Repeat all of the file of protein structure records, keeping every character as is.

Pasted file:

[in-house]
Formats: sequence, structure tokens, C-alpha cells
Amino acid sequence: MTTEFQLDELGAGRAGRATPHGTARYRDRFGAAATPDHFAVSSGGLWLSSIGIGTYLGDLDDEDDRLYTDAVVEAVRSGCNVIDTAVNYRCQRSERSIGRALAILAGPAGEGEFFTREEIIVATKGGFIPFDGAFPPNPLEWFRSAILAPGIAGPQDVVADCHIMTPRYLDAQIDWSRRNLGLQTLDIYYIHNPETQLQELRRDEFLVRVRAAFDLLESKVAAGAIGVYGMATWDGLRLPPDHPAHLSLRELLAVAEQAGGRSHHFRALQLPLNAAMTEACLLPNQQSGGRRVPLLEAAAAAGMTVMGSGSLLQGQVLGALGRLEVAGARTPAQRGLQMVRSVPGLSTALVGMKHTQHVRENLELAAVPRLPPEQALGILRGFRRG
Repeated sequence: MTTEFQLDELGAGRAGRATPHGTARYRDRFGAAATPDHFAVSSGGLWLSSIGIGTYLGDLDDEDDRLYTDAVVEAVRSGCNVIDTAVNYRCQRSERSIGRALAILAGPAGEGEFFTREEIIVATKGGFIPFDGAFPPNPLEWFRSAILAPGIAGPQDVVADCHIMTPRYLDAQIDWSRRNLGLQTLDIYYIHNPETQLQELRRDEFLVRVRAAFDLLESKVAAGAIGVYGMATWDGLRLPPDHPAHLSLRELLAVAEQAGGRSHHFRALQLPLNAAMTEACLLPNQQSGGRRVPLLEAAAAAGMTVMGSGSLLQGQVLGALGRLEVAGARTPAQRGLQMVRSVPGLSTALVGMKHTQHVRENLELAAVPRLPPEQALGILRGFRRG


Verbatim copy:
[in-house]
Formats: sequence, structure tokens, C-alpha cells
Amino acid sequence: MTTEFQLDELGAGRAGRATPHGTARYRDRFGAAATPDHFAVSSGGLWLSSIGIGTYLGDLDDEDDRLYTDAVVEAVRSGCNVIDTAVNYRCQRSERSIGRALAILAGPAGEGEFFTREEIIVATKGGFIPFDGAFPPNPLEWFRSAILAPGIAGPQDVVADCHIMTPRYLDAQIDWSRRNLGLQTLDIYYIHNPETQLQELRRDEFLVRVRAAFDLLESKVAAGAIGVYGMATWDGLRLPPDHPAHLSLRELLAVAEQAGGRSHHFRALQLPLNAAMTEACLLPNQQSGGRRVPLLEAAAAAGMTVMGSGSLLQGQVLGALGRLEVAGARTPAQRGLQMVRSVPGLSTALVGMKHTQHVRENLELAAVPRLPPEQALGILRGFRRG
Repeated sequence: MTTEFQLDELGAGRAGRATPHGTARYRDRFGAAATPDHFAVSSGGLWLSSIGIGTYLGDLDDEDDRLYTDAVVEAVRSGCNVIDTAVNYRCQRSERSIGRALAILAGPAGEGEFFTREEIIVATKGGFIPFDGAFPPNPLEWFRSAILAPGIAGPQDVVADCHIMTPRYLDAQIDWSRRNLGLQTLDIYYIHNPETQLQELRRDEFLVRVRAAFDLLESKVAAGAIGVYGMATWDGLRLPPDHPAHLSLRELLAVAEQAGGRSHHFRALQLPLNAAMTEACLLPNQQSGGRRVPLLEAAAAAGMTVMGSGSLLQGQVLGALGRLEVAGARTPAQRGLQMVRSVPGLSTALVGMKHTQHVRENLELAAVPRLPPEQALGILRGFRRG